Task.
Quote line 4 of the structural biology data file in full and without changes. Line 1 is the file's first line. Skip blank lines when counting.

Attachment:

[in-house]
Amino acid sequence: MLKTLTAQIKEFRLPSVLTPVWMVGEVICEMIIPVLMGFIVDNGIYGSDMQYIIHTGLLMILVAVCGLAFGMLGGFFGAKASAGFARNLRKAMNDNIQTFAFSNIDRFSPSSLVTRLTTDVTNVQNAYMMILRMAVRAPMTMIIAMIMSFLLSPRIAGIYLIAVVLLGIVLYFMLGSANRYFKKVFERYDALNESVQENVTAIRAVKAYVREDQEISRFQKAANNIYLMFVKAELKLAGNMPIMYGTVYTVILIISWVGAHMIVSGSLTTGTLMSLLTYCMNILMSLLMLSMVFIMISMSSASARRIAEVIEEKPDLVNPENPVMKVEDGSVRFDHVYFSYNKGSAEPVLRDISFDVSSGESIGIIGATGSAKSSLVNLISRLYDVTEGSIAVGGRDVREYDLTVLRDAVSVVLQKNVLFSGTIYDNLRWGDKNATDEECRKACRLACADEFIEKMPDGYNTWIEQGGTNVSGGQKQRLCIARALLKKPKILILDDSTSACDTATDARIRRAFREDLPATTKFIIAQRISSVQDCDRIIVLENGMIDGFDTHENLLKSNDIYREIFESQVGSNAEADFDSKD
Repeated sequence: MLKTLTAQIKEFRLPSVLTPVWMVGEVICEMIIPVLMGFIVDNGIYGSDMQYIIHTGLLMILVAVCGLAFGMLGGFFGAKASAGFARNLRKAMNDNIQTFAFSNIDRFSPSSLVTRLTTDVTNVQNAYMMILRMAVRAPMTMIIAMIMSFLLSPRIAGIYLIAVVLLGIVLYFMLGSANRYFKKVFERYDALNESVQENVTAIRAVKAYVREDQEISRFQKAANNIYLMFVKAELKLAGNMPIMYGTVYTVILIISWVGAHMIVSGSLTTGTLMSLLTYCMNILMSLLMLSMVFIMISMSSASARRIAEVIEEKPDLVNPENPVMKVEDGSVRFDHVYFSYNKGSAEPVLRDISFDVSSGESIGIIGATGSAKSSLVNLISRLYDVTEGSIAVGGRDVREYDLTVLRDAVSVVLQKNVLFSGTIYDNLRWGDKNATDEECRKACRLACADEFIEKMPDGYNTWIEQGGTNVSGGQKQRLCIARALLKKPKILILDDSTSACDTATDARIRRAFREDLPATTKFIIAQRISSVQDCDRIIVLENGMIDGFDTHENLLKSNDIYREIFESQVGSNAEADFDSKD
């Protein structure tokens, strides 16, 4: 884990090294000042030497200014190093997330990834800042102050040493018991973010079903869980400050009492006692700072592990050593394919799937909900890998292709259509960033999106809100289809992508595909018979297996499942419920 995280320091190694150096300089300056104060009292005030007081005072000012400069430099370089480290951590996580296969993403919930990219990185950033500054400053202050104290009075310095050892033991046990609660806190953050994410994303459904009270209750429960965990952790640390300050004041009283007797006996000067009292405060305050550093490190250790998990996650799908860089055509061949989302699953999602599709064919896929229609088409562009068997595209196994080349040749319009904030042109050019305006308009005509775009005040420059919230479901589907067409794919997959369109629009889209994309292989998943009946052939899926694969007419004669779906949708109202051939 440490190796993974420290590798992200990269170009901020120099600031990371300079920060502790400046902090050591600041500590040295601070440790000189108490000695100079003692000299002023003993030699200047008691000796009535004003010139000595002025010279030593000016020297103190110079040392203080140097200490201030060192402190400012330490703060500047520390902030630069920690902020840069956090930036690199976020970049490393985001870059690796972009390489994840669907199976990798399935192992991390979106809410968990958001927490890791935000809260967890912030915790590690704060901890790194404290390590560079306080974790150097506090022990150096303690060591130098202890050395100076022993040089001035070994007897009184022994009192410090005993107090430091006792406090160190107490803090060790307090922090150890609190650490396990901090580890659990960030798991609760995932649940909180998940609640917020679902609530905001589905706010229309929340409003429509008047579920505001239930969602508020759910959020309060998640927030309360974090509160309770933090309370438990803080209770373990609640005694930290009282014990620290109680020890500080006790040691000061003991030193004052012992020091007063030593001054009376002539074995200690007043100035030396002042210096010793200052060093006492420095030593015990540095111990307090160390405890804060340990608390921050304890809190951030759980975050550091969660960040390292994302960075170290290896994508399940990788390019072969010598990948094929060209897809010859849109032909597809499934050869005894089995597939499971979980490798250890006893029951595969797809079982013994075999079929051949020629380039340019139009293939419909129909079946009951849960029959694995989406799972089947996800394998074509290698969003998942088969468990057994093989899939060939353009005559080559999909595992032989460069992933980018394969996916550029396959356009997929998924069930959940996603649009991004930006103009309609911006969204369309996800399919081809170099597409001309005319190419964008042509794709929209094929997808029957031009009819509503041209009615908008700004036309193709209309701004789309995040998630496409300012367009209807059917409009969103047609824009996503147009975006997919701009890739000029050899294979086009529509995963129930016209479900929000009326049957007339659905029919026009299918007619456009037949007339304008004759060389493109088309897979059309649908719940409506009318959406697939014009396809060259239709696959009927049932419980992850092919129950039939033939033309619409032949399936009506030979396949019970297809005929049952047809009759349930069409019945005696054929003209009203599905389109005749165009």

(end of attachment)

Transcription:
């Protein structure tokens, strides 16, 4: 884990090294000042030497200014190093997330990834800042102050040493018991973010079903869980400050009492006692700072592990050593394919799937909900890998292709259509960033999106809100289809992508595909018979297996499942419920 995280320091190694150096300089300056104060009292005030007081005072000012400069430099370089480290951590996580296969993403919930990219990185950033500054400053202050104290009075310095050892033991046990609660806190953050994410994303459904009270209750429960965990952790640390300050004041009283007797006996000067009292405060305050550093490190250790998990996650799908860089055509061949989302699953999602599709064919896929229609088409562009068997595209196994080349040749319009904030042109050019305006308009005509775009005040420059919230479901589907067409794919997959369109629009889209994309292989998943009946052939899926694969007419004669779906949708109202051939 440490190796993974420290590798992200990269170009901020120099600031990371300079920060502790400046902090050591600041500590040295601070440790000189108490000695100079003692000299002023003993030699200047008691000796009535004003010139000595002025010279030593000016020297103190110079040392203080140097200490201030060192402190400012330490703060500047520390902030630069920690902020840069956090930036690199976020970049490393985001870059690796972009390489994840669907199976990798399935192992991390979106809410968990958001927490890791935000809260967890912030915790590690704060901890790194404290390590560079306080974790150097506090022990150096303690060591130098202890050395100076022993040089001035070994007897009184022994009192410090005993107090430091006792406090160190107490803090060790307090922090150890609190650490396990901090580890659990960030798991609760995932649940909180998940609640917020679902609530905001589905706010229309929340409003429509008047579920505001239930969602508020759910959020309060998640927030309360974090509160309770933090309370438990803080209770373990609640005694930290009282014990620290109680020890500080006790040691000061003991030193004052012992020091007063030593001054009376002539074995200690007043100035030396002042210096010793200052060093006492420095030593015990540095111990307090160390405890804060340990608390921050304890809190951030759980975050550091969660960040390292994302960075170290290896994508399940990788390019072969010598990948094929060209897809010859849109032909597809499934050869005894089995597939499971979980490798250890006893029951595969797809079982013994075999079929051949020629380039340019139009293939419909129909079946009951849960029959694995989406799972089947996800394998074509290698969003998942088969468990057994093989899939060939353009005559080559999909595992032989460069992933980018394969996916550029396959356009997929998924069930959940996603649009991004930006103009309609911006969204369309996800399919081809170099597409001309005319190419964008042509794709929209094929997808029957031009009819509503041209009615908008700004036309193709209309701004789309995040998630496409300012367009209807059917409009969103047609824009996503147009975006997919701009890739000029050899294979086009529509995963129930016209479900929000009326049957007339659905029919026009299918007619456009037949007339304008004759060389493109088309897979059309649908719940409506009318959406697939014009396809060259239709696959009927049932419980992850092919129950039939033939033309619409032949399936009506030979396949019970297809005929049952047809009759349930069409019945005696054929003209009203599905389109005749165009």